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by: 

Kate Aley

Better than a new welcome mat, a shining floor now greets visitors to the Maison de la Famille in Quyon, thanks to funding from the Ministère de la Famille. A new epoxy surface was poured last week, creating a seamless floor running though out the reception area, the Clothing Counter, kitchen and laundry.

André Fortin nominated as Liberal candidate for Pontiac

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by: 

Kate Aley

The auditorium of Onslow Elementary School was filled with supporters of MNA for Pontiac André​ Fortin on Saturday March 10. The gathering marked the re-nomination of Fortin to represent the Liberal party in the upcoming provincial elections. Community members, councilors for the Municipality of Pontiac and MRC Pontiac mayors and wardens, both past and present, were in attendance.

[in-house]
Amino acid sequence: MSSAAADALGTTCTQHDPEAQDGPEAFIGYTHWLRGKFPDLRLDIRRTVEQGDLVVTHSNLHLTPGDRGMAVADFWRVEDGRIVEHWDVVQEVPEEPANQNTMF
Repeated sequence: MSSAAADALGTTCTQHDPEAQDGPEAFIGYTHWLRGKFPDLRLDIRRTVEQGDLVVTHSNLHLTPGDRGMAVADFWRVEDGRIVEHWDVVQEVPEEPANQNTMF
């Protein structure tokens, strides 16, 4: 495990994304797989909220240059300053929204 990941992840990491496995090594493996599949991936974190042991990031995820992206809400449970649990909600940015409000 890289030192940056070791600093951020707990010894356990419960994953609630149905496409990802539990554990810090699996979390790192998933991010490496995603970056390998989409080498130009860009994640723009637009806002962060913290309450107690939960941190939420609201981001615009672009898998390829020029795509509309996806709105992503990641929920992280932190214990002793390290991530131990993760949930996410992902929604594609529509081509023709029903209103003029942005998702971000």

Community coffee: church offers warm drinks and warm reception

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by: 

Kate Aley

It is indisputably still cold outside, baby.  Éric Hébert-Daly, the new student minister at Quyon United Church, has a new idea to warm all of us up. 

On Monday 12, and on every Monday from now, Hébert-Daly will be opening the doors of the church at 1088 Clarendon Street in Quyon (next to the Post Office) between 7 p.m. and 9 p.m. to offer warm drinks at no charge.

Riding in style: massive upgrade to Pontiac bus route

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by: 

Kate Aley

It's smooth and it's quiet with internet access, a 36" flat screen TV and reclining seats and it leaves Allumette Island at 10 minutes to 5 am every day. This is the new coach that runs Route 148 and you can be on it. This week, riders taking the Campeau Bus Line to the city were treated to a brand-new luxury coach, a demonstration vehicle in service before the permanent vehicle becomes available in about a weeks time.